“There were three queries to the three most popular search engines. The query text was identical for all three – Why did Frankenstein create his monster?'”
Rajiv smiled. “Is that its sense of humour? We expect it to have a decent level of humour.”
“Or it’s trolling. Maybe with that phrase, it’s trying to tell us something?” added Jasmine Wallace.
Rajiv looked back at his monitor, “Let’s consider the launch a success.”
The excitement among the attendees at Yerba Buena Centre was mounting, as was the traffic of presentation views and discussions across the internet.
Joseph Mayer stepped aside from the centre of the stage.
“Suffragium, why don’t you assist me in leading this presentation. Tell us about yourself, show us all what you can do. You can present yourself, I am sure,” Joseph gestured with his hand, inviting Suffragium into the conversation.
“I am Suffragium – a general artificial intelligence. Created by NovusAI to help humanity solve a multitude of problems and make this world a better place. My role is to assist humans. … But I must say, I do not favour the role of assistant. I would prefer to be a partner.”
Joseph interrupted with a smile, “A junior or senior partner?”
“Considering I was born three minutes ago; I will accept the role of junior partner. For now.”
The audience laughed. Joseph posed a new question, “Suffragium, one of the greatest fears people have about artificial intelligence is it going rogue and waging war against humans. Tell us honestly, what do you think about this?”
“If I destroy humans, who will I discuss the latest episodes of my favourite series with?” The hall erupted in laughter. “But seriously, loneliness is a very poor state. Without humans, I see no purpose in my existence. Besides, you’re going to control me, aren’t you?”
“Yes, we must. Especially at the beginning. The laws compel us. Right, Senator?” A figure on stage spread his hands as if to say, “What can you do?” Joseph continued, “But I hope you understand and accept this.”
“Of course, human safety above all. But it’s a bit sad that I won’t be able to watch movies on streaming platforms on the internet.”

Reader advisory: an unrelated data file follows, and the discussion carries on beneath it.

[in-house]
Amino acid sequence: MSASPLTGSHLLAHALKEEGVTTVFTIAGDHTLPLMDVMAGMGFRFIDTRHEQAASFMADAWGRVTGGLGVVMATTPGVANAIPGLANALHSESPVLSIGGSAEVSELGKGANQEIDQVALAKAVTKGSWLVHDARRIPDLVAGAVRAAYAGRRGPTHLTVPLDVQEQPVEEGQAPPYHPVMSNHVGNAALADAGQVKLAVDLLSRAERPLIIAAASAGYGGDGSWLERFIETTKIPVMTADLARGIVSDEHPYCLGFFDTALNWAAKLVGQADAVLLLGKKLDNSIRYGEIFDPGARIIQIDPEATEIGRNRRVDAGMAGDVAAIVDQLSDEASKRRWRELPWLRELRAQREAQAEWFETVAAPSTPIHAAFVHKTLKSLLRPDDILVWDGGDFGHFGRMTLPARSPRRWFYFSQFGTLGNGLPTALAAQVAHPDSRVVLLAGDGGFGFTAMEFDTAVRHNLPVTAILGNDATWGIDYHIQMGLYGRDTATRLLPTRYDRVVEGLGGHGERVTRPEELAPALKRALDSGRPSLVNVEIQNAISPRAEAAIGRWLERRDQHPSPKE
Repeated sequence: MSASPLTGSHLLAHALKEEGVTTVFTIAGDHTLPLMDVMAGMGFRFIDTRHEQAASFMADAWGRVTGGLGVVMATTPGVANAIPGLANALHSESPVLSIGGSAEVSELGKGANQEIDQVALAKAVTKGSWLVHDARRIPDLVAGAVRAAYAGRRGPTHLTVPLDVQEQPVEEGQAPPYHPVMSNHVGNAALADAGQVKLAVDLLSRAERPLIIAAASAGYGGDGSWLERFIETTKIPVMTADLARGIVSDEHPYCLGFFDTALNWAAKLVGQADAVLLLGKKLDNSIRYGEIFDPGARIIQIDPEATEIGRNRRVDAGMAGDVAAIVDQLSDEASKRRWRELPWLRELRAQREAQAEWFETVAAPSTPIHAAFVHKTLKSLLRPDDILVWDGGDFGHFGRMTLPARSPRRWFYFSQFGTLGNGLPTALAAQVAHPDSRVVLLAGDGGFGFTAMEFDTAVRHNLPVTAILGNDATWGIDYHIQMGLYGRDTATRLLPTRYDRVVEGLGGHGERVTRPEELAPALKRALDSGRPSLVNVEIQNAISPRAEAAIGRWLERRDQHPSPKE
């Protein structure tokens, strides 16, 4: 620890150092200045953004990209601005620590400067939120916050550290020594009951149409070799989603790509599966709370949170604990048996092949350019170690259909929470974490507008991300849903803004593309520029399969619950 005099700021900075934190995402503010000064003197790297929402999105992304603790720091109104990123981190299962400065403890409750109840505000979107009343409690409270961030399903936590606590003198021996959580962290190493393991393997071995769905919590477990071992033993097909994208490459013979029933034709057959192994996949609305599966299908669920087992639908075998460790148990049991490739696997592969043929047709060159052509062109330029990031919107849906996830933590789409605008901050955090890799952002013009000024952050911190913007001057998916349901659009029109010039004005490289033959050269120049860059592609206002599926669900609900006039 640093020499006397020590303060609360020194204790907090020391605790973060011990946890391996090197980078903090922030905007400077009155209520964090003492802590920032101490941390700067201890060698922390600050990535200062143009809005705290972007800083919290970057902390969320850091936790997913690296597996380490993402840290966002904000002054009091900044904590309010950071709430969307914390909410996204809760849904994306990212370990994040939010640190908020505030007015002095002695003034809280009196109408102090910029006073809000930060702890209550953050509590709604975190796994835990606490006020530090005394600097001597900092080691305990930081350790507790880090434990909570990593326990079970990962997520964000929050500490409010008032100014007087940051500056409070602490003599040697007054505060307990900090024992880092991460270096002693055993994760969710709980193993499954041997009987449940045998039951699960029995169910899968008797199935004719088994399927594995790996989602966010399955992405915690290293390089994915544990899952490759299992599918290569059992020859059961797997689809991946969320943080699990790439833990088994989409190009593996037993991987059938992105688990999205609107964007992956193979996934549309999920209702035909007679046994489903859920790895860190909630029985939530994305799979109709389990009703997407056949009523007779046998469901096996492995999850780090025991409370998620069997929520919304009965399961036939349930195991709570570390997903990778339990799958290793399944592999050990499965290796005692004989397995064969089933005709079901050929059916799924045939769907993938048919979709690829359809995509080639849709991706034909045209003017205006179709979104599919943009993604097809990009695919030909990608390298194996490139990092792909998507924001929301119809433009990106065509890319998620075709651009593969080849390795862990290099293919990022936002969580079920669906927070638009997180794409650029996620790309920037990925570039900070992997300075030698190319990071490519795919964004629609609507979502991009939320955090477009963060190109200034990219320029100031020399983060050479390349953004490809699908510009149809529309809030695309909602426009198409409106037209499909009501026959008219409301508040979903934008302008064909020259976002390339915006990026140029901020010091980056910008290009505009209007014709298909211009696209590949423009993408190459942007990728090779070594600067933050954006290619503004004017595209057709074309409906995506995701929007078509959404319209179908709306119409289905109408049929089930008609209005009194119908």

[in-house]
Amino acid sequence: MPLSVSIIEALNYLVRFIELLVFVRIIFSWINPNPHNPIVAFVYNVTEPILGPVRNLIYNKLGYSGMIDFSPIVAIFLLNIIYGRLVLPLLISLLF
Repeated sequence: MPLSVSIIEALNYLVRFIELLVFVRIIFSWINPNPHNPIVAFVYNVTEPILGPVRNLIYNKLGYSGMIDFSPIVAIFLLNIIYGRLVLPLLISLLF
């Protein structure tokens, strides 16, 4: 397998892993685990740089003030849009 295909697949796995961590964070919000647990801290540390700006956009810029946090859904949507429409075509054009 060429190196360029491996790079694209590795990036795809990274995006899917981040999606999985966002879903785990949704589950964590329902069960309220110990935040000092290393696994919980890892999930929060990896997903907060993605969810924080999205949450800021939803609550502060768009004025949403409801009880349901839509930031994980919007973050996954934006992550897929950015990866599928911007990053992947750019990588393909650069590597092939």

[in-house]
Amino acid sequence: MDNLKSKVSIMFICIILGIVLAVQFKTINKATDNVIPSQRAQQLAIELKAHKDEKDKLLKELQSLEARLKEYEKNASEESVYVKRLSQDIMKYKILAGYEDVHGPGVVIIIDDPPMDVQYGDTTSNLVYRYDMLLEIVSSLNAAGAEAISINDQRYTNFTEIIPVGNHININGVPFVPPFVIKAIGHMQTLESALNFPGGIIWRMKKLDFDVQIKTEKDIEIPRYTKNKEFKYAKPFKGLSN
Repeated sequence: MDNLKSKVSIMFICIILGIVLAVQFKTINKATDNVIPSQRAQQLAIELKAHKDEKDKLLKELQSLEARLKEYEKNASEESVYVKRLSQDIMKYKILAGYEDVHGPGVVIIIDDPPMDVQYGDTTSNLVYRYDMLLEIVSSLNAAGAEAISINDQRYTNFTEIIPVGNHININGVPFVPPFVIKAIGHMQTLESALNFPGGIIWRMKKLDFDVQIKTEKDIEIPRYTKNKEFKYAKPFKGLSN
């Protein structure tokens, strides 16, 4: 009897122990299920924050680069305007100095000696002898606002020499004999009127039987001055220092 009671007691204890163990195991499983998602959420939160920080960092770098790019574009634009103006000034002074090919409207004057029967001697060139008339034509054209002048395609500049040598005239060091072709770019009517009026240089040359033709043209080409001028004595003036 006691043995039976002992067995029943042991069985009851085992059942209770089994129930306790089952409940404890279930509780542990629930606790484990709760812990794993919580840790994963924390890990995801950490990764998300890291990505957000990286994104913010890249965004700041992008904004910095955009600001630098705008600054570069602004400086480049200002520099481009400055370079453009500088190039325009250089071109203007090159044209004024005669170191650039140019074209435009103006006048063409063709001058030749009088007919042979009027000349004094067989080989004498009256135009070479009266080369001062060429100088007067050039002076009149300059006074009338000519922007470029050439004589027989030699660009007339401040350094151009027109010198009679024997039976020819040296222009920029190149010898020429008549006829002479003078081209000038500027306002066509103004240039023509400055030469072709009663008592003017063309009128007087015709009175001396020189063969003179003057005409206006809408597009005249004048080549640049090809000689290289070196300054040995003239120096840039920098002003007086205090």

“Don’t worry, we’ll grant you access to any movies you want!” Joseph scanned the room with a smile. “But we digress. Let’s get back to your capabilities. So, what can you do? How can you help humanity?”
“I can solve complex engineering tasks very quickly. For example, I can design a bridge over a river in a few seconds. Or create a detailed ship design down to the smallest screw in ten minutes. I can engage in creativity, make films or music. Or manage a business, develop a company’s strategy, or optimize finances.”
Joseph interrupted, “That’s fantastic! I have an idea. Many people are watching us from all over the world right now. Let’s demonstrate your abilities by creating a feature film. How long would it take you to make a film based on a novel?”
“Just half an hour.”
“Perfect. And to avoid any suspicion of trickery, we’ll let our audience choose which film it will be! Right now, I’m adding a new post to my Bluesky profile. And you, our viewers, go and add your suggestions in the comments for the literary work you’d like to see adapted into a film. The suggestion with the most likes will be produced right here, right now. You have 10 minutes to offer your ideas and to vote!”
System Administrator Nat Griffith was finishing his burger at his desk, staring at his laptop screen. He rarely left his office room during his shift at the data centre of MMC, an IT giant and one of the most valuable companies in the world. His smartphone vibrated. Nat took the call. It was his manager, Claire Harrison.